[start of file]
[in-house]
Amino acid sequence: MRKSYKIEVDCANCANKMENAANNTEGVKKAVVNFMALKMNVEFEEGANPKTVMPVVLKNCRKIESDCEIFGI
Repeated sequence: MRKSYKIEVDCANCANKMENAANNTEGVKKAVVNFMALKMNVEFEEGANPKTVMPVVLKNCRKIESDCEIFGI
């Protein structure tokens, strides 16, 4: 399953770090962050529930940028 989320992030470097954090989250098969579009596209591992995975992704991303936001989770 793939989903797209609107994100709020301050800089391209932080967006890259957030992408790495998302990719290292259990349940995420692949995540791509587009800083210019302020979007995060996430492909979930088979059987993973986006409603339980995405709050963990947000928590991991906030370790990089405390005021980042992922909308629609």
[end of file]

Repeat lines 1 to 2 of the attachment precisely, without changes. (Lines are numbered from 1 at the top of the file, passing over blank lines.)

[in-house]
Amino acid sequence: MRKSYKIEVDCANCANKMENAANNTEGVKKAVVNFMALKMNVEFEEGANPKTVMPVVLKNCRKIESDCEIFGI